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Re: [css3-multicol] The purpose of multi-column layout?

From: Andrew Fedoniouk <news@terrainformatica.com>
Date: Mon, 24 May 2010 16:13:11 -0700
Message-ID: <0247859844A4442188BE9FC642F14913@terra3>
To: "Aryeh Gregor" <Simetrical+w3c@gmail.com>
Cc: <www-style@w3.org>

From: "Aryeh Gregor" <Simetrical+w3c@gmail.com>
Sent: Monday, May 24, 2010 1:32 PM
To: "Andrew Fedoniouk" <news@terrainformatica.com>
Cc: <www-style@w3.org>
Subject: Re: [css3-multicol] The purpose of multi-column layout?

> On Mon, May 24, 2010 at 2:30 AM, Andrew Fedoniouk
> <news@terrainformatica.com> wrote:
>> Simple question: what is the purpose of Multi-column Layout Module
>> http://www.w3.org/TR/css3-multicol/ ? What problems it is trying to 
>> solve?
> Long lines of text are hard to read.  On wide monitors at typical font
> sizes, a full-width block of text is a real pain to read.  Columns
> break it into more readable chunks when it gets too wide without
> sacrificing screen real estate.

That is true but it should be the way of defining width of the column
in some deterministic manner (see below).  As for now widths of columns
may vary significnatly.

> One use-case is citations in Wikipedia articles.  The lines are often
> pretty short, so they wouldn't fill the width of the screen if
> positioned in a single column.  On the other hand, almost all readers
> will skip references, and those who look at them only care for a
> specific one, so you want them to be compact and unobtrusive.  Laying
> them out in multiple columns as the UA's screen width increases
> minimizes the space they take up.  In fact, some Wikipedia articles do
> lay out references using CSS columns, although most don't.
> Another use-case is apparently Robert O'Callahan's blog, although I
> admit I never saw the benefit of that.  ;)

That is a good example actually.

There are articles there that have height greater than view height
(depends on UA window size you typically use for browsing) that is
causing known inconveniences to read.

And yet it is almost a text, no images and tables so default
column-fill: balance works reasonably well.

With images, e.g. like this:
you can easily get into situation when you will be forced to use
manual column breaks to avoid almost empty columns at the end.
And that will cause significantly different renderings in different UAs
and font size used by the user.

>> But with HTML/CSS it is not quite so - pretty much each UA uses its own 
>> way
>> of measuring and rendering text - positions and dimensions of words may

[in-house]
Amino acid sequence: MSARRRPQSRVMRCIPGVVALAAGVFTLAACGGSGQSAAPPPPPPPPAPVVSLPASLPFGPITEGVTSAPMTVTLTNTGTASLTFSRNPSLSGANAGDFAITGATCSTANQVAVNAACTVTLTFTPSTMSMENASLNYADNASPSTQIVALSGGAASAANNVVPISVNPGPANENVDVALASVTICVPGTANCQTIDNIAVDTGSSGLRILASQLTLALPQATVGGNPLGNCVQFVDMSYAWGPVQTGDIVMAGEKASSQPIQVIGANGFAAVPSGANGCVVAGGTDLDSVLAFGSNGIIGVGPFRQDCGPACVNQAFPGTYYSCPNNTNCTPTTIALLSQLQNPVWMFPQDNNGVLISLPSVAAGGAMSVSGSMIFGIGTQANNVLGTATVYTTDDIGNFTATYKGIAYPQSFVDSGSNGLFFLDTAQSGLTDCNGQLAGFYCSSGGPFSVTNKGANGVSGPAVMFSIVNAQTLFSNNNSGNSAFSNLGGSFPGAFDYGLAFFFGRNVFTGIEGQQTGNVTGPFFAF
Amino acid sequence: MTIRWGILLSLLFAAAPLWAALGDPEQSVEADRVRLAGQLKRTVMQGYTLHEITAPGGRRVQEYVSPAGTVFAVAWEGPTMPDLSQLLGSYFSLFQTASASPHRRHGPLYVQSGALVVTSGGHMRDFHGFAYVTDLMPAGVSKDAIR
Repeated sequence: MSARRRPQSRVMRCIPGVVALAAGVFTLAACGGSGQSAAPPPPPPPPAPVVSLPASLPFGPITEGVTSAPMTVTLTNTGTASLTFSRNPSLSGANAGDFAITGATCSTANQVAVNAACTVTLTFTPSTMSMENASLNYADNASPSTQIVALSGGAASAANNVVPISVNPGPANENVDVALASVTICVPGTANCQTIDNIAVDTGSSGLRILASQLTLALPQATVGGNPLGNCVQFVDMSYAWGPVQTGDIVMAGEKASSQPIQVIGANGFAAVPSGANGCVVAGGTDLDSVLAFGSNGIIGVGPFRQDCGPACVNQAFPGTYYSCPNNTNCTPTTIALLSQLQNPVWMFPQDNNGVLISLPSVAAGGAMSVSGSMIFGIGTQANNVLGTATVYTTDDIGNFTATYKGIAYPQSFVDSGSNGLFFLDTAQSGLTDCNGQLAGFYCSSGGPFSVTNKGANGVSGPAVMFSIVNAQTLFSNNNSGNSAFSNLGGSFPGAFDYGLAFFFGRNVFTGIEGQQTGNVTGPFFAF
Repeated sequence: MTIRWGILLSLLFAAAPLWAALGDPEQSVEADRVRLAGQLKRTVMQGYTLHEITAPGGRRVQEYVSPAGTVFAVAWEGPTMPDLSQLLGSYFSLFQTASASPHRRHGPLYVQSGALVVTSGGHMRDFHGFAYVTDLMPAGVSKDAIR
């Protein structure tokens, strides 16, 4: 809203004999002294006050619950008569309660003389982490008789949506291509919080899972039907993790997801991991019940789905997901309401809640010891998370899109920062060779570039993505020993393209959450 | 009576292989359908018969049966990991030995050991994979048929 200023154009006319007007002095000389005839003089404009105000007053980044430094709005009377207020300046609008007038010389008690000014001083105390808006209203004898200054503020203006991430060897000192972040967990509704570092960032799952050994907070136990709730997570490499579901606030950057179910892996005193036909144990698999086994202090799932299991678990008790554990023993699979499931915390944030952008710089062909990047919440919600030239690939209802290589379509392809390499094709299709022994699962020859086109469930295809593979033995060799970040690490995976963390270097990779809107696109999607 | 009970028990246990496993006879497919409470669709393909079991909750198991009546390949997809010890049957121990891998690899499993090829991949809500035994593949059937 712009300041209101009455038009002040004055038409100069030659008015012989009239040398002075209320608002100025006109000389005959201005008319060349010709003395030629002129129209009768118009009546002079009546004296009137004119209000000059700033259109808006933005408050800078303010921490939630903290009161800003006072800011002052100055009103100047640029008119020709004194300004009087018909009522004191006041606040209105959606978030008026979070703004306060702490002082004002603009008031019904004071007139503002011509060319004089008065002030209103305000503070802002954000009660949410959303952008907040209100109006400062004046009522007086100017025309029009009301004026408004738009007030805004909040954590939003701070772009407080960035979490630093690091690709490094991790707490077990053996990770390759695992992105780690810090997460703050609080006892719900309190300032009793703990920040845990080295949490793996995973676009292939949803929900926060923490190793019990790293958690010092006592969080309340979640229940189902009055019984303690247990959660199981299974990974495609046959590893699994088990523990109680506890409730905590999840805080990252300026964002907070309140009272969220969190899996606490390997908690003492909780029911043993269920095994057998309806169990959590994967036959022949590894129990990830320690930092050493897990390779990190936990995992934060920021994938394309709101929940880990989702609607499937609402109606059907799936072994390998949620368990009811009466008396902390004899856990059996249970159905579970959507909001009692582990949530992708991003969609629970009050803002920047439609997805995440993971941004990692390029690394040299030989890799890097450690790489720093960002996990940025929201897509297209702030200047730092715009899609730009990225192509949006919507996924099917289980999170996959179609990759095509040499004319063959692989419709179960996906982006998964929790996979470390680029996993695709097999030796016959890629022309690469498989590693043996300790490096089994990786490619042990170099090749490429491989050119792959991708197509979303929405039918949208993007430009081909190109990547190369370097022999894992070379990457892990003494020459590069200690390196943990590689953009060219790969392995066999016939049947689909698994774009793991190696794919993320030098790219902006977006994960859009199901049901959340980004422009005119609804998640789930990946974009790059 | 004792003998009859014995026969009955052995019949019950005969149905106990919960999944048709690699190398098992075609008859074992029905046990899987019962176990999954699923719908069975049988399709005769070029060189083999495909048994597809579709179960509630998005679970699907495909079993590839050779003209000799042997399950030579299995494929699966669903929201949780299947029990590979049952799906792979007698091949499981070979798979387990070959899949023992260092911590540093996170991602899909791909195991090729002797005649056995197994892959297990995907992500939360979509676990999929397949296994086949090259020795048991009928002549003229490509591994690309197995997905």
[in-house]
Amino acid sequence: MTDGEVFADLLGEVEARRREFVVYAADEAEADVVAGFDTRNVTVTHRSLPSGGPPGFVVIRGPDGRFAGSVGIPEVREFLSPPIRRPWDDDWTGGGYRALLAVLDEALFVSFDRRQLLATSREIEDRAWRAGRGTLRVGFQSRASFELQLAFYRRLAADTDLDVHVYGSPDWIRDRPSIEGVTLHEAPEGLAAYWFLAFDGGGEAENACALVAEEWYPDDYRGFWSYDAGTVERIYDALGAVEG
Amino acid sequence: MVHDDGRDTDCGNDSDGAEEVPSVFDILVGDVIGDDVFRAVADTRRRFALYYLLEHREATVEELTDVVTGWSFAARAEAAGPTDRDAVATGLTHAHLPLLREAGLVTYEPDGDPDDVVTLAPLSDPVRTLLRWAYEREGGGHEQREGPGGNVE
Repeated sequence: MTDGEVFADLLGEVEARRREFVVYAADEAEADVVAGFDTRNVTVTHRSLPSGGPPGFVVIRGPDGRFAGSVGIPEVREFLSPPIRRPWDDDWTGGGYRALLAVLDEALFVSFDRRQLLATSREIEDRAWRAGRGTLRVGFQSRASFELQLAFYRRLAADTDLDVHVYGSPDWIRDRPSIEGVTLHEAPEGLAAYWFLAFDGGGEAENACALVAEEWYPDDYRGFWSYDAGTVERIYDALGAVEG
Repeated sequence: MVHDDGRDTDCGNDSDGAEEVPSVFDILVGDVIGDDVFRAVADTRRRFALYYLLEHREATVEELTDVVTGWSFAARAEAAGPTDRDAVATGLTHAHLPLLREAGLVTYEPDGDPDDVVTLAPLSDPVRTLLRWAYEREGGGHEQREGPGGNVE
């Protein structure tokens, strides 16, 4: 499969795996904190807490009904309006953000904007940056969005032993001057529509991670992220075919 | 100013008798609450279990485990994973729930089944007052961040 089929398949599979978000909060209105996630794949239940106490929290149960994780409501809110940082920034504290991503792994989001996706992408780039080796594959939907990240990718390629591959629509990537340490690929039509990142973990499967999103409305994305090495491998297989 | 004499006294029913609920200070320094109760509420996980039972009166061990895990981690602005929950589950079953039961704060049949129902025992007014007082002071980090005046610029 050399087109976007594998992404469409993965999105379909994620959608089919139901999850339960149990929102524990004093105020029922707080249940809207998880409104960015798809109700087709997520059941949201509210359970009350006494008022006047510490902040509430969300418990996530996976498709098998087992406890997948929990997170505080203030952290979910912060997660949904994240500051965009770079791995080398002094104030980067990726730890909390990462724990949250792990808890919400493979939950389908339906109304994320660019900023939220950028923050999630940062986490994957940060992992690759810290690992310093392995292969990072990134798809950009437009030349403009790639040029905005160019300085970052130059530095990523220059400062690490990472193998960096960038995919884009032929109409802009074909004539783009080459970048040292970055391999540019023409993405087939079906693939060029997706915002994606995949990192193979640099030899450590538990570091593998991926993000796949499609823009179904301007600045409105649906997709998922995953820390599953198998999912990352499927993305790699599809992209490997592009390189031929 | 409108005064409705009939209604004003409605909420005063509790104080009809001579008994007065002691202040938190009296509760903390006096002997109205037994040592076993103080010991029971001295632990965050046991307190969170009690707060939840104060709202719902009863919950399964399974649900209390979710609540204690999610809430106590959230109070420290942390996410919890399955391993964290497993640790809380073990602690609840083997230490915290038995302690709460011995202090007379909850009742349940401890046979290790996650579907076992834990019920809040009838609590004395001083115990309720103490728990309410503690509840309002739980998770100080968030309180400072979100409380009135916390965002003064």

>> vary,  sometimes significantly.  So you cannot design the CSS page as
>> newspaper page - e.g. it is not possible to ensure how many columns the 
>> text
>> will actually get, will all columns be filled in full, etc.
> That's why you can specify columns by width instead of number.  For
> instance, you could specify column-width: 50em; to ensure that if text
> gets more than 50em wide, it will be broken without sacrificing screen
> real estate.  column-count doesn't seem as useful, but it seems like
> an easy enough thing to add, so no reason to leave it out.

Well, it is not that simple under the hood.
E.g. the task of auto height calculation (column balancing)
is a nonlinear problem in math terms. And some combinations
with manual break-before/after: column; may oscillate.
Otherwise you will have empty last columns as in my example

>> Multi-column assumes that its content is rendered in the view with
>> horizontal scrollbar and without vertical scrollbar.
> Not really.  You'd just have to scroll up when you get to the end of
> each column, if the columns are tall enough.  I don't know how
> annoying this would be in practice -- maybe it wouldn't be a big deal,
> since if you have to scroll, the columns must be tall and so scrolling
> will be infrequent.  roc's blog posts are too short for me to have
> noticed any inconvenience from the columns.  But this is immaterial
> for the references use-case, since you aren't expected to actually
> read them from beginning to end.

Attempts to define height of the columns container:
ended with results that are, let's say, not so pretty.
I don't think that these are problems of particular implementation
but rather suspect problems of the spec itself.

And it appears that there is no way to define columns with fixed width.
  column-width: 20em;
in fact behaves as:
  column-min-width: 20em;
  column-width: 1*;
  column-max-width: 100%;

Ideally author should also be able to define
  column-width: 20em;
  column-count: auto;
  padding-left: 1*;
  padding-right: 1*;

so columns will always be of 20em and placed in the middle of .columns
container. That may make the layout to be more predictable.

Andrew Fedoniouk


Received on Monday, 24 May 2010 23:13:46 UTC

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